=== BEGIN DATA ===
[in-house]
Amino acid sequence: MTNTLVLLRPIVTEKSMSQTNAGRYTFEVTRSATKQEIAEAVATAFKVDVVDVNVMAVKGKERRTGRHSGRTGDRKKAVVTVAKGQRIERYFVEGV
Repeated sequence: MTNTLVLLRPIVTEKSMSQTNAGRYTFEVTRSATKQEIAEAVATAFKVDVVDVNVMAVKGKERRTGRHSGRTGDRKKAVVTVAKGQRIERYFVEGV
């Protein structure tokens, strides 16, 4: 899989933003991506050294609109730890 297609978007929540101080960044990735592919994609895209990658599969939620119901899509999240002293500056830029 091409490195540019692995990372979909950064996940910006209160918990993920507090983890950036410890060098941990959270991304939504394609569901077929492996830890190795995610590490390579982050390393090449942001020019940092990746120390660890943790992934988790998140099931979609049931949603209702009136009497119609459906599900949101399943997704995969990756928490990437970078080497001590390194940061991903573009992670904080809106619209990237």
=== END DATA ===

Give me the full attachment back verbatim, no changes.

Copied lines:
[in-house]
Amino acid sequence: MTNTLVLLRPIVTEKSMSQTNAGRYTFEVTRSATKQEIAEAVATAFKVDVVDVNVMAVKGKERRTGRHSGRTGDRKKAVVTVAKGQRIERYFVEGV
Repeated sequence: MTNTLVLLRPIVTEKSMSQTNAGRYTFEVTRSATKQEIAEAVATAFKVDVVDVNVMAVKGKERRTGRHSGRTGDRKKAVVTVAKGQRIERYFVEGV
């Protein structure tokens, strides 16, 4: 899989933003991506050294609109730890 297609978007929540101080960044990735592919994609895209990658599969939620119901899509999240002293500056830029 091409490195540019692995990372979909950064996940910006209160918990993920507090983890950036410890060098941990959270991304939504394609569901077929492996830890190795995610590490390579982050390393090449942001020019940092990746120390660890943790992934988790998140099931979609049931949603209702009136009497119609459906599900949101399943997704995969990756928490990437970078080497001590390194940061991903573009992670904080809106619209990237």